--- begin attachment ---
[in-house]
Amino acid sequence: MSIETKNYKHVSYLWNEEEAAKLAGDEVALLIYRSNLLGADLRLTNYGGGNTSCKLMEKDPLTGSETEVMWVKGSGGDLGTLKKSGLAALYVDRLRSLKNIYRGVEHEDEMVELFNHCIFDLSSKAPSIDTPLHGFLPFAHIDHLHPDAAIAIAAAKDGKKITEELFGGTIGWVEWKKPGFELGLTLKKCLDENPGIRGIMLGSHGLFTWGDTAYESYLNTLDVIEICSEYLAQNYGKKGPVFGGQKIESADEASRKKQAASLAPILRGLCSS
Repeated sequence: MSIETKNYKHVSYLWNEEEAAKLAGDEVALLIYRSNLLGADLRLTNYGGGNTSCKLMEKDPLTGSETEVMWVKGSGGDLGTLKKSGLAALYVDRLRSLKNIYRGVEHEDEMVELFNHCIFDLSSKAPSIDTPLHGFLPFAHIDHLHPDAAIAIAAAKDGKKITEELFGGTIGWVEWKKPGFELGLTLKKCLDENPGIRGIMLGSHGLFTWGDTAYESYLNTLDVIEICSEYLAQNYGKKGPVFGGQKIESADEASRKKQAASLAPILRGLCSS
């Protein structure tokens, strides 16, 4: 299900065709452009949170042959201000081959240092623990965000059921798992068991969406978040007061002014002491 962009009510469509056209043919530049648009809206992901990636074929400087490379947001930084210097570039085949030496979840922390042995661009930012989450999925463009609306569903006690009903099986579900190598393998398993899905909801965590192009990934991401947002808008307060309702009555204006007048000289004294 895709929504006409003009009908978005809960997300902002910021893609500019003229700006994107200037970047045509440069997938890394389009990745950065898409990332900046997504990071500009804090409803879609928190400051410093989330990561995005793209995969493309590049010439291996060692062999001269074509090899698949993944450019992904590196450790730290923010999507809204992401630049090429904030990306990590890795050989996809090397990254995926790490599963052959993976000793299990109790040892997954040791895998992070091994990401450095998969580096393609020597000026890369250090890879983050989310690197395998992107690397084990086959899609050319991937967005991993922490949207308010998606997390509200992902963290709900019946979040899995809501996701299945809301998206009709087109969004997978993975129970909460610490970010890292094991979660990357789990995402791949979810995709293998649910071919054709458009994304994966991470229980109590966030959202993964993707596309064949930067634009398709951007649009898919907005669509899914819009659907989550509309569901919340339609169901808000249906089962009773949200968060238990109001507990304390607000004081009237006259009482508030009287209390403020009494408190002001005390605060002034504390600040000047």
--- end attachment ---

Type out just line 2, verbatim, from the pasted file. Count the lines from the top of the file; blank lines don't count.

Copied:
Amino acid sequence: MSIETKNYKHVSYLWNEEEAAKLAGDEVALLIYRSNLLGADLRLTNYGGGNTSCKLMEKDPLTGSETEVMWVKGSGGDLGTLKKSGLAALYVDRLRSLKNIYRGVEHEDEMVELFNHCIFDLSSKAPSIDTPLHGFLPFAHIDHLHPDAAIAIAAAKDGKKITEELFGGTIGWVEWKKPGFELGLTLKKCLDENPGIRGIMLGSHGLFTWGDTAYESYLNTLDVIEICSEYLAQNYGKKGPVFGGQKIESADEASRKKQAASLAPILRGLCSS